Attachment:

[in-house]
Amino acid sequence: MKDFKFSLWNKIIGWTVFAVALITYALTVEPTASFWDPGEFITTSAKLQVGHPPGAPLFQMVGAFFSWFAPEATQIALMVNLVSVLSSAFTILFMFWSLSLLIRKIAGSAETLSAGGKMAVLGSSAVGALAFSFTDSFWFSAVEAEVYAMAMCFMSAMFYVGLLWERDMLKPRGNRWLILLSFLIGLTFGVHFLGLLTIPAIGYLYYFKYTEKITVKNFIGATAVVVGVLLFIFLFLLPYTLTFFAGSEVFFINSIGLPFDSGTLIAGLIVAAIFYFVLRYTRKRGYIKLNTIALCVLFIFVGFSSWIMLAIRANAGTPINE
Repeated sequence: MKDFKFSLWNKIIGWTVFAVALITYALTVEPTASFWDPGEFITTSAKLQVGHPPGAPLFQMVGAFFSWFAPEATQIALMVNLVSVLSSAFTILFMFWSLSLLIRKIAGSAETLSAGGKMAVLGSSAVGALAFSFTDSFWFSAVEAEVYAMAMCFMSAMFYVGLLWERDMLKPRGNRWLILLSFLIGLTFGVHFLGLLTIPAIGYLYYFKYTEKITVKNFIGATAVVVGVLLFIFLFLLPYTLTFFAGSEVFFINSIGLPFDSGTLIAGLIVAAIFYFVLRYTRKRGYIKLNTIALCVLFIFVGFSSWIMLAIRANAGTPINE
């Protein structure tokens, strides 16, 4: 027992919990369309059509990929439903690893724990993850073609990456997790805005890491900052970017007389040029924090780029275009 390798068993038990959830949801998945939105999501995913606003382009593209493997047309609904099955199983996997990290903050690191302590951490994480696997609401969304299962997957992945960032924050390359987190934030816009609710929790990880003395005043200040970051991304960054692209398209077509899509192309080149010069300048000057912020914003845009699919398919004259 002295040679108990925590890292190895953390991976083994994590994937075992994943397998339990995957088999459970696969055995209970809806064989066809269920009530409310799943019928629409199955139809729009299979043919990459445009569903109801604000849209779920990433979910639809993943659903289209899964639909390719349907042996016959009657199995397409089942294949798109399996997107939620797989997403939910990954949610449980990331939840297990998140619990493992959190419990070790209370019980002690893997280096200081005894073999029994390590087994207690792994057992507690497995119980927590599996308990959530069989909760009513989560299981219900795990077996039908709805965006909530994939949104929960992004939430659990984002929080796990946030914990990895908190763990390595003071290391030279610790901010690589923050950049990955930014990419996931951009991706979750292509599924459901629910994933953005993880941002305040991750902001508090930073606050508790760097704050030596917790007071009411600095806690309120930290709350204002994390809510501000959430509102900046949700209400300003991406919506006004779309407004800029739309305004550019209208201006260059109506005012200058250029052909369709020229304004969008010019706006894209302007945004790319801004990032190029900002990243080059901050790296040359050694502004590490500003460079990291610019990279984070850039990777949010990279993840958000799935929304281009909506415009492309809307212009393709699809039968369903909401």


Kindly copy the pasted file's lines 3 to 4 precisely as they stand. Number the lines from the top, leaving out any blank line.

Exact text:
Repeated sequence: MKDFKFSLWNKIIGWTVFAVALITYALTVEPTASFWDPGEFITTSAKLQVGHPPGAPLFQMVGAFFSWFAPEATQIALMVNLVSVLSSAFTILFMFWSLSLLIRKIAGSAETLSAGGKMAVLGSSAVGALAFSFTDSFWFSAVEAEVYAMAMCFMSAMFYVGLLWERDMLKPRGNRWLILLSFLIGLTFGVHFLGLLTIPAIGYLYYFKYTEKITVKNFIGATAVVVGVLLFIFLFLLPYTLTFFAGSEVFFINSIGLPFDSGTLIAGLIVAAIFYFVLRYTRKRGYIKLNTIALCVLFIFVGFSSWIMLAIRANAGTPINE
């Protein structure tokens, strides 16, 4: 027992919990369309059509990929439903690893724990993850073609990456997790805005890491900052970017007389040029924090780029275009 390798068993038990959830949801998945939105999501995913606003382009593209493997047309609904099955199983996997990290903050690191302590951490994480696997609401969304299962997957992945960032924050390359987190934030816009609710929790990880003395005043200040970051991304960054692209398209077509899509192309080149010069300048000057912020914003845009699919398919004259 002295040679108990925590890292190895953390991976083994994590994937075992994943397998339990995957088999459970696969055995209970809806064989066809269920009530409310799943019928629409199955139809729009299979043919990459445009569903109801604000849209779920990433979910639809993943659903289209899964639909390719349907042996016959009657199995397409089942294949798109399996997107939620797989997403939910990954949610449980990331939840297990998140619990493992959190419990070790209370019980002690893997280096200081005894073999029994390590087994207690792994057992507690497995119980927590599996308990959530069989909760009513989560299981219900795990077996039908709805965006909530994939949104929960992004939430659990984002929080796990946030914990990895908190763990390595003071290391030279610790901010690589923050950049990955930014990419996931951009991706979750292509599924459901629910994933953005993880941002305040991750902001508090930073606050508790760097704050030596917790007071009411600095806690309120930290709350204002994390809510501000959430509102900046949700209400300003991406919506006004779309407004800029739309305004550019209208201006260059109506005012200058250029052909369709020229304004969008010019706006894209302007945004790319801004990032190029900002990243080059901050790296040359050694502004590490500003460079990291610019990279984070850039990777949010990279993840958000799935929304281009909506415009492309809307212009393709699809039968369903909401």